Coryell County judge questions sustainability of county COVID-19 vaccination efforts
By LYNETTE SOWELL
This week, Coryell Health received 975 more Pfizer COVID-19 vaccinations and is continuing to provide the COVID-19 vaccine to those who have been registered.
This past Saturday, the facility held a day-long, drive-up vaccination clinic where nearly 1,000 received their first dose of the Pfizer vaccine.
On Tuesday morning, Coryell County Judge Roger Miller commended Coryell Health’s effort and then pointed out the need for sustainability in the vaccination process.
“The next big push that we will deal with, is from a resourcing standpoint. It’s unrealistic to think that Coryell Health alone could sustain that type of operation over an extended period of time, solely on their own,” Miller said. “They did have some resources allocated from the City of Copperas Cove and the City of Gatesville, as well as numerous volunteers, but the core of it came from Coryell Health, and that’s something we’ve got to figure out, how to augment that as we go forward.
“That’s for the people who want the vaccine. A number of our population don’t believe in the vaccine or have concerns over the vaccine. That’s understandable. There’s all kinds of social media and opinions out there,” he added.
Miller said that it’s anticipated that Johnson & Johnson’s one-dose vaccine will be submitted for emergency use approval in early February. He said that Pfizer, Moderna, and Johnson & Johnson are all international corporations that have each developed vaccines for COVID-19, and there was no government involvement other than funding. He encouraged everyone to receive the vaccine, but did said that it is an individual choice.
“I’m of the belief that the science is valid and it is warranted.”
Miller reiterated his concerns about sustaining the vaccination effort in the upcoming months, with some receiving first doses and those who are needing their second dose about three weeks later.
“There’s a vaccination clinic set up Saturday. Three weeks from now, we have to be able to duplicate that same effort. With that, we have to be able to logistically duplicate that same effort to make the second dose requirement. And, possibly have first individuals coming in for their first dose during that same timeframe.
“Over the next several months, it will be a very intensive effort, dealing with the city of Gatesville, city of Copperas Cove, and Coryell Healthcare system, so we can effectively manage, monitor, and continue to being able to distribute the vaccines as they become available.”
At this point, no plans for any type of COVID-19 vaccination clinic within the city of Copperas Cove have been announced by city officials.
How to sign up for the vaccine
This week, Coryell Health opened up an online waiting list for those who would like to receive the vaccine at its vaccine registration site., https://app.blockitnow.com/consumer/coryell-health. There is also an email email@example.com.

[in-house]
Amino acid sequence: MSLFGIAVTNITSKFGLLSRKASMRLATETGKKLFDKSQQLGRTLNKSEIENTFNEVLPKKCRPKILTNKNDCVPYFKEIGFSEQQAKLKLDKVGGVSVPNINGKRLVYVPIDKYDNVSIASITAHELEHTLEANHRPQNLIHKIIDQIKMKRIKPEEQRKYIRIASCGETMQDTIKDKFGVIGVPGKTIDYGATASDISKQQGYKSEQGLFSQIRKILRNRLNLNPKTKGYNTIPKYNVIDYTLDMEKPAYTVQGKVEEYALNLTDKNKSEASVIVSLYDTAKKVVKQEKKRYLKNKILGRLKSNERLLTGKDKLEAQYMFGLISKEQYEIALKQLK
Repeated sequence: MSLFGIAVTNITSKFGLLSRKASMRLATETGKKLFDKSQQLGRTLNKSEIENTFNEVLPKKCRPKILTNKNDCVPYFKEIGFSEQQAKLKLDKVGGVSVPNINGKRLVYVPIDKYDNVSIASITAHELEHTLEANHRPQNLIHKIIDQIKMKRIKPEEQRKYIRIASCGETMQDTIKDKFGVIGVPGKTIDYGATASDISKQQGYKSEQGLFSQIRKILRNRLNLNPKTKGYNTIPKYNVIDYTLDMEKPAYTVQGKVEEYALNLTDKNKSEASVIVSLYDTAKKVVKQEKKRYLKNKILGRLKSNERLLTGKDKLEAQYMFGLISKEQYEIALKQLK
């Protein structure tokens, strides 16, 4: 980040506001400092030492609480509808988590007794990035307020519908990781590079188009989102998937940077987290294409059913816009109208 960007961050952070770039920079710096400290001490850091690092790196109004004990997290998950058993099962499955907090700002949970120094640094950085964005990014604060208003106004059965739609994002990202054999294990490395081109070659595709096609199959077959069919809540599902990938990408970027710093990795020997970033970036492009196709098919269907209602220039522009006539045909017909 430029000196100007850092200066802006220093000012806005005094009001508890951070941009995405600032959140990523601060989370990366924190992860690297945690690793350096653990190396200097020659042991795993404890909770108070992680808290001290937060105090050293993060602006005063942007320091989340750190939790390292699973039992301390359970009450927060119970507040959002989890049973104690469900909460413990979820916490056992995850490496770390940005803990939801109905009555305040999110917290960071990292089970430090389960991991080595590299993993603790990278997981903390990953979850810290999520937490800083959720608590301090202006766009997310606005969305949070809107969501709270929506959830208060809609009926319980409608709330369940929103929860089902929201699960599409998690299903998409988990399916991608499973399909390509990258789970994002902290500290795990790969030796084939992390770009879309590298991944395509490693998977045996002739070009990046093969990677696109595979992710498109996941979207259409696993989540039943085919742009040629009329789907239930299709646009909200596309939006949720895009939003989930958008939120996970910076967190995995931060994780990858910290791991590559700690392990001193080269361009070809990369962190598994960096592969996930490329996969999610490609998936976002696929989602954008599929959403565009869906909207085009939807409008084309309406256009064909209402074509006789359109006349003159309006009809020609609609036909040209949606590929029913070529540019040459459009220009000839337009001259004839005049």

There is a link to make vaccine appointments online, but many are seeing the message that no vaccines are available and Coryell Health is waiting to receive more.
According to the Coryell Health website, contraindications to receiving a vaccine include those with severe allergic reactions (e.g. anaphylaxis) to vaccines in the past, fevers in the last 24 hours, having taken steroids or antibiotics in the last seven days, and/or have been diagnosed with COVID-19 in the last 90 days.
Although it’s a hit-or-miss effort to get scheduled in Coryell County, qualified residents may look to Bell County, also a designated vaccination hub.
On Tuesday morning, Bell County Public Health announced that it was opening an online link for a waiting list. The waitlist is separate from the county’s appointment system.
Instead of guaranteeing those on the list a specific dose on a specific day, individuals can be contacted about unused doses that would otherwise be expiring after a vaccination center closes.
Those who wish to sign up for Bell County’s waiting list may do so here: https://form.jotform.com/210244388501045.
It’s estimated that between one and 12 unclaimed vaccine doses need to be administered at the end of the day, and this is where the waiting list comes in.
“We will simply go down the list and try to find individuals who can be at the vaccine center within a certain amount of time,” Bell County Judge David Blackburn said. “The idea is to continue the process of not wasting any vaccines, as, once a vial is opened, we only have a certain amount of time to get that vaccine into an arm and this waitlist will help ensure that we continue to get that done.”
As with making appointments, in order to be included on the new waitlist, residents are required to be eligible to receive the COVID-19 vaccine under the current 1A or 1B guidelines from Texas Department of State Health Services/
For those individuals without easy access online, Bell County Public Health responded that they “are looing at some options to help bridge the gap,” according to an online comment by the department on Tuesday.
COVID-19 cases in Central Texas*
Bell County 1,768 active cases (17,931 total)
Burnet County 237 active cases (2,0051 total)
Coryell County 580 active cases (2,667 total)
Copperas Cove (city) 424 active cases (1,620 total)
Lampasas County 142 active cases (1,369 total)
McLennan County 868 active cases (22,994 total)
Williamson County 1,801 active cases (30,469 total)
*Numbers from Texas DSHS, Coryell County, Lampasas County; Bell, McLennan, and Williamson County Public Health Districts.